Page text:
When we wrap production of a season of Austin City Limits, it’s always nice to do it with an old friend – in this case, singer/songwriter Alejandro Escovedo, a beloved staple of the Austin music scene since the early 80s and four-time ACL champ. Joining fans around the world via our livestream, Escovedo hit our stage for a rockin’ show in support of his highly acclaimed new album Burn Something Beautiful.
He was joined for the occasion by the album’s stellar band: guitarist Peter Buck (R.E.M., season 34), bassist Scott McCaughey (R.E.M., The Minus 5), lead guitarist Kurt Bloch (the Fastbacks), drummer John Moen (the Decemberists, seasons 33 and 37) and singer Kelly Hogan (Neko Case, seasons 29 and 39), as well as his stalwart harmony singer Karla Manzur. Performing nearly the entire album, Escovedo and company brought a perfect end to Season 42.
The three-guitar army blazing at full force, the band hit the stage with “Heartbeat Smile,” the kind of neo-classic rocker Escovedo is so good at. He followed with the more wistful “Sunday Morning Feeling,” which still encouraged waving lighters. Escovedo slowed things down literally and figuratively with “I Don’t Want to Play Guitar Anymore,” a contemplation of mortality and retirement that never felt sad. The blood pumped again via the brash “Beauty of Your Smile,” Bloch and McCaughey pogoing during the verses, before the band roared into the thumping Escovedo hit “Castanets,” highlighted by a fiery Bloch solo.
After band introductions, Escovedo donned his acoustic guitar for a pair of ballads, beginning with the lovely “Suit of Lights,” featuring Hogan’s dulcet tones on one verse. “Sensitive Boys,” Escovedo’s tribute to the folks who make rock & roll their world, kept the mellow but soulful vibe going, as did the midtempo “Farewell to the Good Times,” another look at the aging rock star life. Dedicated to the late U.K.-to-Austin expatriates Ronnie Lane and Ian McLagen, “Beauty and the Buzz” scanned wistful, reflective and beautiful.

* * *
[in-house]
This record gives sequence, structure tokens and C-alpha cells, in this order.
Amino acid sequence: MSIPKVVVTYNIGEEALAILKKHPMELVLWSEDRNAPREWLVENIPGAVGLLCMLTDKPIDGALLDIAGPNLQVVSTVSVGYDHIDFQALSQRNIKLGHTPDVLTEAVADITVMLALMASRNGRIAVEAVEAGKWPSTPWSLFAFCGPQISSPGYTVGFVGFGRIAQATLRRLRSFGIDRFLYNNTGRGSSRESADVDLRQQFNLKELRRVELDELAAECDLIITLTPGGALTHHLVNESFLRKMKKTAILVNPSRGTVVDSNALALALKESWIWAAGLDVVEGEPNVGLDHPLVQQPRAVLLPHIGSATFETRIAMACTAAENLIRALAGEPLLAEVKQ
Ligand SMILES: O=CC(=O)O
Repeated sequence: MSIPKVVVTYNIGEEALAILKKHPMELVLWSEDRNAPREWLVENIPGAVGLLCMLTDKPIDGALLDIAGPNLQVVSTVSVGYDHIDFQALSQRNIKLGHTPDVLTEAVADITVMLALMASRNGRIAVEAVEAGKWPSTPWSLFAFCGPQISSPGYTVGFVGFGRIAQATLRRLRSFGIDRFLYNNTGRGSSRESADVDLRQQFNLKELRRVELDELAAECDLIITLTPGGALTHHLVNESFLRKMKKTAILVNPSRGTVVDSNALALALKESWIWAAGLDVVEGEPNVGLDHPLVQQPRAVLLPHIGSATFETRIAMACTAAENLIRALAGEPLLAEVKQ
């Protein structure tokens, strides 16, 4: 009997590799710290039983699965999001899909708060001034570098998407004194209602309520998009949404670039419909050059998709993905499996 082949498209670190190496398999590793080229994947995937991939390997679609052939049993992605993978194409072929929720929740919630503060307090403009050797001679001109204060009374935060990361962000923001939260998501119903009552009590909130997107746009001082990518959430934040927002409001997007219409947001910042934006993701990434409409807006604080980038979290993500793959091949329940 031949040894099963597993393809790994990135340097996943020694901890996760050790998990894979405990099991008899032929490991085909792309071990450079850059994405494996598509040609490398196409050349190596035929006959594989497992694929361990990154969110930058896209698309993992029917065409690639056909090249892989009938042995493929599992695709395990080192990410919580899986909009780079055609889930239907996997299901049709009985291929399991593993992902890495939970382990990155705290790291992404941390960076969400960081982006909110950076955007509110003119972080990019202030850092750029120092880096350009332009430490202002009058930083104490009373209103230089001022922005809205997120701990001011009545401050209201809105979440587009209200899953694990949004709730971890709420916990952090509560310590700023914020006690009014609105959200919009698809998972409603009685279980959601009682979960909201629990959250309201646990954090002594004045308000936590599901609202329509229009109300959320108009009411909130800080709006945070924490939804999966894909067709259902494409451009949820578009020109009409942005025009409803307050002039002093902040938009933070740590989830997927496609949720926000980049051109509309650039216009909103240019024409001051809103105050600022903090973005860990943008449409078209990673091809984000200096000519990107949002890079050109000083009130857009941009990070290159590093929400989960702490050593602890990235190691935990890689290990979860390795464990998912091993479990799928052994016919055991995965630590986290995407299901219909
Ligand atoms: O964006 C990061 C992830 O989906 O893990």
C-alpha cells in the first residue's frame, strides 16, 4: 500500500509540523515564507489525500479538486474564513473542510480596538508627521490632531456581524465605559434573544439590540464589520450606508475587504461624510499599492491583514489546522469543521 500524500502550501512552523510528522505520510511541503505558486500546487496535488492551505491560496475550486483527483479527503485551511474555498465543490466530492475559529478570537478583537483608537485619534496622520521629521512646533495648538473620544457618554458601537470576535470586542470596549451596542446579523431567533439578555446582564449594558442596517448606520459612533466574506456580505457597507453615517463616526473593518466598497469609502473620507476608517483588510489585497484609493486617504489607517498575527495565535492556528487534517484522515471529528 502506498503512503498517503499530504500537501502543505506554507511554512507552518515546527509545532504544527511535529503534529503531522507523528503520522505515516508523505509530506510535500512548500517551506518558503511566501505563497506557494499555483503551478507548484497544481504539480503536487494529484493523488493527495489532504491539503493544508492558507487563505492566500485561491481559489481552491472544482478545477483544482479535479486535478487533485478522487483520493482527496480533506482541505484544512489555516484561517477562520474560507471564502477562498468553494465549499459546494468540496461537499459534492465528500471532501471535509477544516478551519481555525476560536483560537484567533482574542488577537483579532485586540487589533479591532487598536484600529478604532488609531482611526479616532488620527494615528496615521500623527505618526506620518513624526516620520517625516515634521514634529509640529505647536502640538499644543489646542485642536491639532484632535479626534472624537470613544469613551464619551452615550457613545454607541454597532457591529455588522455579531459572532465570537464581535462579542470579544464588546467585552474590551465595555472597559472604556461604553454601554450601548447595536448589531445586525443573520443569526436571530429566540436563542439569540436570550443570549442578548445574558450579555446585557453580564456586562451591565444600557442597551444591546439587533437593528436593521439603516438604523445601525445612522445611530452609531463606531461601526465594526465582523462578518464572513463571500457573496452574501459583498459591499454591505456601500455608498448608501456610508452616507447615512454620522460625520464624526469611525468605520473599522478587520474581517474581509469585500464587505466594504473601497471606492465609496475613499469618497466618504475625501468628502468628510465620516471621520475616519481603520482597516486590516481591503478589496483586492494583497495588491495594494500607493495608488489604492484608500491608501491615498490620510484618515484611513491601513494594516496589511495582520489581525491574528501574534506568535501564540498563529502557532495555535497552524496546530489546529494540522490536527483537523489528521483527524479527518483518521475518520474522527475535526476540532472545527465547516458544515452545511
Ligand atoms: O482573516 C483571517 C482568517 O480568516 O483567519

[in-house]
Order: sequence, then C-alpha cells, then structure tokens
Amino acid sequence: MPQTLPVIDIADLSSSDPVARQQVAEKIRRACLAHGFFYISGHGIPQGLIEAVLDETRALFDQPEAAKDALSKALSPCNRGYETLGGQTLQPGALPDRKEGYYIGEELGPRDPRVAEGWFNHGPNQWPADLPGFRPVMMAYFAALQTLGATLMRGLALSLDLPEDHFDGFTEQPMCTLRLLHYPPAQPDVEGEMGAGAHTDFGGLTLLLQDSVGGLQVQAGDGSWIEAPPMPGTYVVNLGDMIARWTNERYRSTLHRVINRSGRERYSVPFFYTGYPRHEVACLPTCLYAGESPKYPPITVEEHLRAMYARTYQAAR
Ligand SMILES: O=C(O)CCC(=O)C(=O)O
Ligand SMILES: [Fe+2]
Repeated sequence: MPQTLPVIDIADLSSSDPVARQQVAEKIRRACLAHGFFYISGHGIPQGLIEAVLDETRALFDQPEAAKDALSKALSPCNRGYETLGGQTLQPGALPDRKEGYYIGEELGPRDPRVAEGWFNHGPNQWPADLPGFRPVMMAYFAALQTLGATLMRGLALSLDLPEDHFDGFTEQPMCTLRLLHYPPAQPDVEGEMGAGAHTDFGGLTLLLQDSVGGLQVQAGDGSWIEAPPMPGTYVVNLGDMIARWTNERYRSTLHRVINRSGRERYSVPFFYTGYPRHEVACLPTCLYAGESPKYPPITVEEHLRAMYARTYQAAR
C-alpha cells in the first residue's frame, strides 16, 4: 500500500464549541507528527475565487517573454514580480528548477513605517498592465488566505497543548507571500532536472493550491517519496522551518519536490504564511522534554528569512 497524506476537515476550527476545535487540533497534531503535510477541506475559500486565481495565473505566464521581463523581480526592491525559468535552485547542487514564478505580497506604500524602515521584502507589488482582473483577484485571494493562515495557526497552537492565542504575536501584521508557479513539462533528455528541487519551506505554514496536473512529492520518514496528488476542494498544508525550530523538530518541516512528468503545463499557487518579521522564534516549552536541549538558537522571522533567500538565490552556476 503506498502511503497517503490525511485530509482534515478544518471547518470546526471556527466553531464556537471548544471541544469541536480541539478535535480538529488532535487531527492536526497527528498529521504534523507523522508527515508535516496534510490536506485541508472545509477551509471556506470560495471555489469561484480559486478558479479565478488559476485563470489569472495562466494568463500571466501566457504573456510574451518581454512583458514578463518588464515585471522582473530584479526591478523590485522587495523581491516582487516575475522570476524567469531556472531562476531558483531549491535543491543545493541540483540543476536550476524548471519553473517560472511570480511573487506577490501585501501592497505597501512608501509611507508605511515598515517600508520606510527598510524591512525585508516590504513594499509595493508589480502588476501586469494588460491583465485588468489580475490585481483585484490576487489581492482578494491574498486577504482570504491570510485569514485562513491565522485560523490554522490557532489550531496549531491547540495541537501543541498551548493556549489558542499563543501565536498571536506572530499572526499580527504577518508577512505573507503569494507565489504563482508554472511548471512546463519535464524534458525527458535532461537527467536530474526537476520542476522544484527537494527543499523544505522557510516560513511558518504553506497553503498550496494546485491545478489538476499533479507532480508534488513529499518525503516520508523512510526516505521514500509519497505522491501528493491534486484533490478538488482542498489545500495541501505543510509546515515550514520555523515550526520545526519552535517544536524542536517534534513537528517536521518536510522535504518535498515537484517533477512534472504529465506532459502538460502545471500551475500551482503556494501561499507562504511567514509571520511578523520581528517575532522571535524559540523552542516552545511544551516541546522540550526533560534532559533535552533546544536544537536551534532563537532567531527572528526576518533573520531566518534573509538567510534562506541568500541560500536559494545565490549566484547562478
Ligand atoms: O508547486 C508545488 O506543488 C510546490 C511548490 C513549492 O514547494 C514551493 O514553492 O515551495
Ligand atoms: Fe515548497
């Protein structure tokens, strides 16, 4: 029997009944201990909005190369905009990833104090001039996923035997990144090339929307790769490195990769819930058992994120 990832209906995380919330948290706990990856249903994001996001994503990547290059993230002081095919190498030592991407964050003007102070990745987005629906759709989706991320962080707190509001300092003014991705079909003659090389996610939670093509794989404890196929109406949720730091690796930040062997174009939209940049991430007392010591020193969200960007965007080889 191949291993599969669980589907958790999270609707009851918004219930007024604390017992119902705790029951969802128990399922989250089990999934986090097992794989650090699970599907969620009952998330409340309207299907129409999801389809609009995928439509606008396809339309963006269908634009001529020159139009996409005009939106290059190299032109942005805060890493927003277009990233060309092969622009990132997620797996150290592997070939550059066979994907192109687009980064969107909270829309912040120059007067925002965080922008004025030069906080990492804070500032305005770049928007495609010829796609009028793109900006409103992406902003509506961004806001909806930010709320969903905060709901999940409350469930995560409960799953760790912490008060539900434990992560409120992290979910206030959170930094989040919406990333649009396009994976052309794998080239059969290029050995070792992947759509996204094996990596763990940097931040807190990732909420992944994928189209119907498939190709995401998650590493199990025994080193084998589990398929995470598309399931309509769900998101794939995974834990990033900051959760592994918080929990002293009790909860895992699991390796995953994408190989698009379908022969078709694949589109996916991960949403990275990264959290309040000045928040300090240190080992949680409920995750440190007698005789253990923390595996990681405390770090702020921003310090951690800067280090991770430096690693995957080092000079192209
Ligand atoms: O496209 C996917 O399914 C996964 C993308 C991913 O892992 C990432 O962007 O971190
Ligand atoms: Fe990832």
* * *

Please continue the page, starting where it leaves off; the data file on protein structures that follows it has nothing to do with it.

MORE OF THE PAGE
Switching out his acoustic for his electric, Escovedo and band brought a party vibe to the rock with “Shave the Cat,” keeping the volume up for the rolling, dreamy “Johnny Volume” and its gnarly Bloch leads. The main set ended with a one-two punch: the thumping “Luna De Miel” and the anthemic “Horizontal,” which brought the proceedings to a close with a howl of feedback. Unsurprisingly, the crowd went wild.
Escovedo and the band returned, welcoming the Burn Something Beautiful Girls Choir to the stage. McCaughey took to the piano and Buck the ebow for the shimmering ballad “Thought I’d Let You Know,” featuring a free jazz piano solo. Then the musicians blasted into “Always a Friend,” the singalong rocker that’s become Escovedo’s signature tune. One re-do of “Beauty and the Buzz” later, Escovedo and his band of merry men and women sent the satiated audience out into the night. “I’ll always come back to Austin,” the local music scene vet enthused at the end. It was a great show, and we can’t wait for you to see it when it airs early next year as part of our Season 42 on your local PBS station.